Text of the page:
The idiot, as Athenians identified him has a close cousin who would be identified centuries later by Karl Max - the lumpenproletariat. The lumpenproletariat is a citizen not only disinclined to participate in politics but also tends to act as the “bribed tools of reactionary intrigue.”
They are typically co-opted by reactionary movements and consist of the petit bourgeoisie on one end, and vagabonds and beggars on the other, with every other identity of the disintegrated mass finding accommodation in between.
In Zimbabwe, this is characterized by the “pfee” brigade, which is excited by the 4ED-everything. It is also characterized by the ‘chete chete’ crew which Chamisa energizes in his electrifying speeches.
Both camps offer easy solutions to the ever-increasing complex and intractable problems. The lumpenproletariat accepts these simplistic solutions without the slightest scrutiny. The ‘pfee’ and the ‘chete chete’ brigades epitomize the Orwellian sheep that senselessly bleat, “Napoleon is always right!”
It is the invasion of the lumpenproletariat, a crowd for hire paid in cheap t-shirts and caps.
The lumpenproletariat also features self-styled hustlers who are for sale to the highest bidder, as their whims and thirsts dictate.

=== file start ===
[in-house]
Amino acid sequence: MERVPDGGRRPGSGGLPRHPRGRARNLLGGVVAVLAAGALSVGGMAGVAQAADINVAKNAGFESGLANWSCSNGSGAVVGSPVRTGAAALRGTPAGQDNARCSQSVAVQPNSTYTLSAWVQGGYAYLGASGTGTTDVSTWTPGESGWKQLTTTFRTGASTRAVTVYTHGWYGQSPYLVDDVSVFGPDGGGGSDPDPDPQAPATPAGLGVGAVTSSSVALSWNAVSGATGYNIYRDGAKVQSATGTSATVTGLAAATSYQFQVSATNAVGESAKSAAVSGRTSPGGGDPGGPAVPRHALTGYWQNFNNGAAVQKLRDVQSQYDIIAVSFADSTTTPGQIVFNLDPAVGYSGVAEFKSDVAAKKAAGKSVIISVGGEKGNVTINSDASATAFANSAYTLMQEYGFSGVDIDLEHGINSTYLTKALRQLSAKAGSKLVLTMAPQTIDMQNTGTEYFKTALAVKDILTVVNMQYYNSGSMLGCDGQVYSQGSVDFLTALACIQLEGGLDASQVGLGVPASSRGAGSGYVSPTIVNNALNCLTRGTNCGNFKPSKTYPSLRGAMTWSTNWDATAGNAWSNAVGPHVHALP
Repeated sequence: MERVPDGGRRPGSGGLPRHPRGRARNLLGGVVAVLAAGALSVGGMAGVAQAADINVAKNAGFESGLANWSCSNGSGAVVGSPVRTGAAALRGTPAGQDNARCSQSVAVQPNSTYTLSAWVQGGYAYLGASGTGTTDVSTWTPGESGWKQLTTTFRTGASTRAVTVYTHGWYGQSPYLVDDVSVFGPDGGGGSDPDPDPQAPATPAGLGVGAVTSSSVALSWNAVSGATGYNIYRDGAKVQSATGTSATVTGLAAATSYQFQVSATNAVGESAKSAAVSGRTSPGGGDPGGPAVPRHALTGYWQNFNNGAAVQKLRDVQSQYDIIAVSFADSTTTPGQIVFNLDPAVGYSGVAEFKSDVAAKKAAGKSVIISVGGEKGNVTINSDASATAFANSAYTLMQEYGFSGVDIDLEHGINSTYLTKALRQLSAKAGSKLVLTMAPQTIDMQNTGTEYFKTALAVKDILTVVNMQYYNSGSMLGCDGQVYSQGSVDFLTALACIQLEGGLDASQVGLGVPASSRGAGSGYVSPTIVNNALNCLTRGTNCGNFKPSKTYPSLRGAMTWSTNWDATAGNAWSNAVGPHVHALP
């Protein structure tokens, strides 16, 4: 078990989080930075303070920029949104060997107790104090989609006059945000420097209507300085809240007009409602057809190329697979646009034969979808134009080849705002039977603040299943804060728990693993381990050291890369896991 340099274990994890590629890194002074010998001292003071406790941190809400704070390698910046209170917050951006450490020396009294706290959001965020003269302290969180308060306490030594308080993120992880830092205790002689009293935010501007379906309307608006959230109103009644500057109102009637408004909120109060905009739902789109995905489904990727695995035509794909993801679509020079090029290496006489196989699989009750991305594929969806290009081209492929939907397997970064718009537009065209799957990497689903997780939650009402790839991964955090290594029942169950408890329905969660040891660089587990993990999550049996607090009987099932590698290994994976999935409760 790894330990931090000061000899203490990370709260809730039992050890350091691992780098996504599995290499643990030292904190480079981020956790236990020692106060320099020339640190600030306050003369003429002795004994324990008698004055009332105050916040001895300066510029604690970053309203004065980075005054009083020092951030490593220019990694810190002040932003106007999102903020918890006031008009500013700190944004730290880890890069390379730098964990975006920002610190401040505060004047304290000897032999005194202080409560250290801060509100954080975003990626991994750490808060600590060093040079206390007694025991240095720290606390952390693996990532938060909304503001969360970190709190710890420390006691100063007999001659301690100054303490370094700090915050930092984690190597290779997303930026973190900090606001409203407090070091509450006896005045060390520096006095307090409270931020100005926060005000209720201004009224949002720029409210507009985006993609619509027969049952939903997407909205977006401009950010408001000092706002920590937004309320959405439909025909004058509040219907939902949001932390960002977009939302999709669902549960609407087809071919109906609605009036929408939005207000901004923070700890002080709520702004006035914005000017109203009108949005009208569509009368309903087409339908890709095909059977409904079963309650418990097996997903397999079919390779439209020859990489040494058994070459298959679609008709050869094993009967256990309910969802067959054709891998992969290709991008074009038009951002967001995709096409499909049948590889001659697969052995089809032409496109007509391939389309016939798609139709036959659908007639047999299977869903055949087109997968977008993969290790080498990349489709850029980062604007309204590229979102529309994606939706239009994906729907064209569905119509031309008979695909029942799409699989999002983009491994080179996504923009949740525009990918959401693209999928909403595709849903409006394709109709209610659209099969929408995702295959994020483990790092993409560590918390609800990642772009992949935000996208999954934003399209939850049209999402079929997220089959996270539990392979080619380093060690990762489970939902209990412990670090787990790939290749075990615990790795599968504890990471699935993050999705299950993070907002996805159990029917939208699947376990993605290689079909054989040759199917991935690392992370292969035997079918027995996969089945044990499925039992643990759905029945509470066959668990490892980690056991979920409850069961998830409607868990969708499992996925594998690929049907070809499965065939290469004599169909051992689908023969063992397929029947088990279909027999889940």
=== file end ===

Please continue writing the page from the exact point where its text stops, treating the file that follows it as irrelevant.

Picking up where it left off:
The ‘mbingas’ and ‘gold mafias’ fit this bill, serving as runners for the corrupt elite, they have tragically become inspirations for many an impressionable youth in the theatre of Zimbabwe’s increasingly bleak economic outlook.
It is amongst the plebeian electorate that these corrupt hustlers are admired rather than condemned. Given a chance between reporting corruption and joining in, the lumpenproletariat would choose the latter!
Zimbabwe’s politics is faced with the problem of idiots and the invasion of the lumpenproletariat, which aptly fits within Brennan’s rants.
This problem is not a preserve for emerging fragile democracies but a serious bother for established ones as well. Quite compelling, if not tragic for the so-called doyen of democracy, Larry Bartels points out that, “the political ignorance of the American voter is one of the best-documented features of contemporary politics”.